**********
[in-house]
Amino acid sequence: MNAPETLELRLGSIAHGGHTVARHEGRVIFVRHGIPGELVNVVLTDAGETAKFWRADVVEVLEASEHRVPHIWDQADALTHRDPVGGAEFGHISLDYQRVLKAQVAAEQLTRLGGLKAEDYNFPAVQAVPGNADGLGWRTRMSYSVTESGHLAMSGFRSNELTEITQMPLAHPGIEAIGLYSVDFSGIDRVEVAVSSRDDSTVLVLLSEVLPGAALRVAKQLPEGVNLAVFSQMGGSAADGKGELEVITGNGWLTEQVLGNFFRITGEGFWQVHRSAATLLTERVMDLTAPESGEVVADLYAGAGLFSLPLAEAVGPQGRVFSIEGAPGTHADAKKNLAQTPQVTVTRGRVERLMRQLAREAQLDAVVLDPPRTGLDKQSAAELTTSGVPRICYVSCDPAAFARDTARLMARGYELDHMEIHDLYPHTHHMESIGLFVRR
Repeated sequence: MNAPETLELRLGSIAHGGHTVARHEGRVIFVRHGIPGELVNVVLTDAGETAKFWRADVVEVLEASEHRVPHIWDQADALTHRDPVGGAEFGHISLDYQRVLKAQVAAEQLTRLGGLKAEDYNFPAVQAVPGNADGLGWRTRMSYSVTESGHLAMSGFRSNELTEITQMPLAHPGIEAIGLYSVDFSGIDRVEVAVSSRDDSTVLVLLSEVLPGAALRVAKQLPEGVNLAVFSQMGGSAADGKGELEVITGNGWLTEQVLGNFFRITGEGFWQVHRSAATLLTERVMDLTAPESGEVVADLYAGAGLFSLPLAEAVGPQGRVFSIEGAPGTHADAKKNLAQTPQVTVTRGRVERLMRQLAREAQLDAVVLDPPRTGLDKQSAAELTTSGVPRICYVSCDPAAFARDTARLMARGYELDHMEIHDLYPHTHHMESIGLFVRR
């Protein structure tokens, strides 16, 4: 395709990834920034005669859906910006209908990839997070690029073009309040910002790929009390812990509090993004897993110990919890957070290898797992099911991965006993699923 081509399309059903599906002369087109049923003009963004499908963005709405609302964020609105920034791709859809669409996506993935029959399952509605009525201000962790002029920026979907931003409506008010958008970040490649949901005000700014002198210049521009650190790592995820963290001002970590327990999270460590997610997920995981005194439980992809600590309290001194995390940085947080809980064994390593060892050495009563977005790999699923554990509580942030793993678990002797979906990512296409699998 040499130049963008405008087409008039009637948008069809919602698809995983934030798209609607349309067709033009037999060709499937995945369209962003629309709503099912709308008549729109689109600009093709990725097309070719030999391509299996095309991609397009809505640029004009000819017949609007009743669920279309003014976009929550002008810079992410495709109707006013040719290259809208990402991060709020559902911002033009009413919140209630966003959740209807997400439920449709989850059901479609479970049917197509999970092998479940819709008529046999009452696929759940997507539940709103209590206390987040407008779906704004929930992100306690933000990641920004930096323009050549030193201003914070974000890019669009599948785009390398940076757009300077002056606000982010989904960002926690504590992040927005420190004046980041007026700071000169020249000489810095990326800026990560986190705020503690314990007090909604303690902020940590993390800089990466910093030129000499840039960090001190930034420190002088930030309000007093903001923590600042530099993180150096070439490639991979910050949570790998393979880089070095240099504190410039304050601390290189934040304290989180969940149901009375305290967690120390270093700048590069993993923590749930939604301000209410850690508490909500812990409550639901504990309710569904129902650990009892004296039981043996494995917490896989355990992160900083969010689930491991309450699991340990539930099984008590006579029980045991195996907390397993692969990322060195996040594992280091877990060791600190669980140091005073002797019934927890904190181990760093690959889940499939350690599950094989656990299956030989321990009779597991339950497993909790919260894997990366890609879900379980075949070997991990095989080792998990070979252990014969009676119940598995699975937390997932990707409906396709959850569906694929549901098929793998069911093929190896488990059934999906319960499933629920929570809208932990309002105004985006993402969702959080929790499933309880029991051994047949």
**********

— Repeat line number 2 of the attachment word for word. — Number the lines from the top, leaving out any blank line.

Amino acid sequence: MNAPETLELRLGSIAHGGHTVARHEGRVIFVRHGIPGELVNVVLTDAGETAKFWRADVVEVLEASEHRVPHIWDQADALTHRDPVGGAEFGHISLDYQRVLKAQVAAEQLTRLGGLKAEDYNFPAVQAVPGNADGLGWRTRMSYSVTESGHLAMSGFRSNELTEITQMPLAHPGIEAIGLYSVDFSGIDRVEVAVSSRDDSTVLVLLSEVLPGAALRVAKQLPEGVNLAVFSQMGGSAADGKGELEVITGNGWLTEQVLGNFFRITGEGFWQVHRSAATLLTERVMDLTAPESGEVVADLYAGAGLFSLPLAEAVGPQGRVFSIEGAPGTHADAKKNLAQTPQVTVTRGRVERLMRQLAREAQLDAVVLDPPRTGLDKQSAAELTTSGVPRICYVSCDPAAFARDTARLMARGYELDHMEIHDLYPHTHHMESIGLFVRR